Integrity is a fickle beast because it can take years to gain and yet in a flurry of words or a televised press conference, it can be lost forever. Which brings us to the integrity-destroying, hot pot of denial that is the Tour de France.

The 2012 instalment of Le Tour saw a number of riders say goodbye to their hard-earned integrity and a handful firmly entrench themselves as bona-fide champions.

Firstly, we should start with the riders who weren’t lining up for the Prologue. Alberto Contador was tied up serving his two-year doping sentence, which he has vehemently denied. While he still remains a two-time winner of the Tour, he will forever be remembered for the 2010 title which was stripped off him, a stain on a flawless career.

Frank Schleck of the Radioshack-Nissan team left the tour in disgrace after two positive drug tests, a sad end for a respected rider. His brother Andy, who was handed the 2010 Tour after Contador’s failings, now must surely be under suspicion.

However, that brings us to our own chiselled-faced, jockey-esque, high-voiced little aussie hero in Cadel Evans. With a number 1 on his back signifying his success in 2011, Cadel was one of a handful of riders who had the weaponry to win the 3-week race. However, he was hobbled from the start, losing a big chunk of time in the first time trial and from there never looked like he was going to challenge a dominant Sky Team with their side-burns wielding leader Bradley Wiggins.

In what was actually a Tour lacking in any major upsets, the ability of Team Sky to control the proceedings throughout the race, whilst certainly an impressive show of strength, robbed the race of its panache and an Australian victory.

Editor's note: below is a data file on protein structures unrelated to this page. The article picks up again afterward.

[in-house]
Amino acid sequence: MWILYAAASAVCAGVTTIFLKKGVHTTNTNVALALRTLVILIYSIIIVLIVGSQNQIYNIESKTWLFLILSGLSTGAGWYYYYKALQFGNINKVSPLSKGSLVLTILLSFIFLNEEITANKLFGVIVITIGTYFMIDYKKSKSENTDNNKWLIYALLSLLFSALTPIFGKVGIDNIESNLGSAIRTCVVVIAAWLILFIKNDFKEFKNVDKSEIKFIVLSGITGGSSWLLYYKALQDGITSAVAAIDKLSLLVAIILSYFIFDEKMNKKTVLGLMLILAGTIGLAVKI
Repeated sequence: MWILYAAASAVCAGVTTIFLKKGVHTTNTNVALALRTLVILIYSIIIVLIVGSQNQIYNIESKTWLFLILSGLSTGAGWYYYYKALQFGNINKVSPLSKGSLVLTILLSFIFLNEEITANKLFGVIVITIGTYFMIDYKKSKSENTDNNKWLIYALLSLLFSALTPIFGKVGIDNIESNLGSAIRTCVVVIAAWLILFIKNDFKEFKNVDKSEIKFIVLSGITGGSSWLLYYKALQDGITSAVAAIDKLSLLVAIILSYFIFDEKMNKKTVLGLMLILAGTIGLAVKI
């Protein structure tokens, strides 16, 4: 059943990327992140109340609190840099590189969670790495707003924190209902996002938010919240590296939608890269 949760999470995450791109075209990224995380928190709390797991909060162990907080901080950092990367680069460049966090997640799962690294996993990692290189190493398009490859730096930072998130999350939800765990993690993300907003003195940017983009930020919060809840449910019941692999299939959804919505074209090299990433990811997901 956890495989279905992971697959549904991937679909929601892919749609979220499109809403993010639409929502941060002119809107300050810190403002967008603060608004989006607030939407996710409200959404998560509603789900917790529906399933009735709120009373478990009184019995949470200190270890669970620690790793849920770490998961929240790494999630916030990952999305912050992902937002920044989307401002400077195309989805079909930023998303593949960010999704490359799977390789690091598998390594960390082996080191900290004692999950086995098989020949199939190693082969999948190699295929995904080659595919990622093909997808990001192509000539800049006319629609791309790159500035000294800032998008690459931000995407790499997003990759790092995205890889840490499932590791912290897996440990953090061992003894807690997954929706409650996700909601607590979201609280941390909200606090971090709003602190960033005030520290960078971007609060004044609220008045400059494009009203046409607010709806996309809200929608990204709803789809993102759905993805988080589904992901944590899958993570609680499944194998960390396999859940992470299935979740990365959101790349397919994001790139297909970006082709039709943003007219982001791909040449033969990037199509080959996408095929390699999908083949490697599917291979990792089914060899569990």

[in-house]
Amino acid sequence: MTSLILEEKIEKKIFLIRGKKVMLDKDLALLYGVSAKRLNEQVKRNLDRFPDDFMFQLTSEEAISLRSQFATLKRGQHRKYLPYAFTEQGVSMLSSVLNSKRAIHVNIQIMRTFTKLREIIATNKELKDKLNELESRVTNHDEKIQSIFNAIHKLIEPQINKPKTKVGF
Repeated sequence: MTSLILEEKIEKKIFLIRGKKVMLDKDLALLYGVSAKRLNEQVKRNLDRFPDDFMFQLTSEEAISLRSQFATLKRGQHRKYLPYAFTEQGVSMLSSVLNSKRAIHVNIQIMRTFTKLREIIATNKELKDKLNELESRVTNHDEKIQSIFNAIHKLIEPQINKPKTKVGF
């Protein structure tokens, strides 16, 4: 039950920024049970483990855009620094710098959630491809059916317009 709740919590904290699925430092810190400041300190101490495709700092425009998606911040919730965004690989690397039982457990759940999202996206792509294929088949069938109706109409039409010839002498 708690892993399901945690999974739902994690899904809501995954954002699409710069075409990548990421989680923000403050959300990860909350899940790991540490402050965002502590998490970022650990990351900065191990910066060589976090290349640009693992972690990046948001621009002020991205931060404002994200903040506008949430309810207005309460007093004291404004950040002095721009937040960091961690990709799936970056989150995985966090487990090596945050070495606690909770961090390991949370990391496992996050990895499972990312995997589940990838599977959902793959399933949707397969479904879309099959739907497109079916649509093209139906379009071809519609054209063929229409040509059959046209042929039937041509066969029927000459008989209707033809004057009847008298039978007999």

Yet while Cadel failed to take home back-to-back victories, he emerged with something far more important, his integrity, and in doing so, ushers in a new era of cycling. The murky years of the late 1990s and 2000s have thrown up champions and seen them come back to earth with positive drug tests and tattered reputations. From 1996, a string of doping scandals has repeatedly rocked the Tour, Bjarne Riis, Jan Ullrich, Marco Pantani, Alexandro Vinokourov, Floyd Landis, Ivan Basso, Michel Rasmussen, Contador, Jesoba Beloki and Schleck all top riders of the past 20 years, all have failed drug tests. Which quietly brings us to Lance Armstrong. Once again under an investigation and hemmed in by facts, however much it pains me to say this, it is looking doubtful that he is the beacon of purity that millions believe. Was he such a phenomenal athlete that he consistently beat his competitors buoyed by drugs? Or did he succumb to the same temptation that they did? The argument for the latter, sadly, grows.

What this means for cycling is that there is a gaping, 15-year hole in the history of the Tour De France, where every champion from 1996-2010 who has either failed or been associated with drugs, must be forgotten.

Cadel’s 2012 race may appear as a failure, and he would agree it was a failure, yet for the health of cycling it should be lauded. The guttural look of agony that was permanently etched on his face for the majority of the race proves that cycling’s grand champion is a clean one. Cadel now ushers in a new era of cycling, a figurehead for a tainted sport, however odd that head may look.

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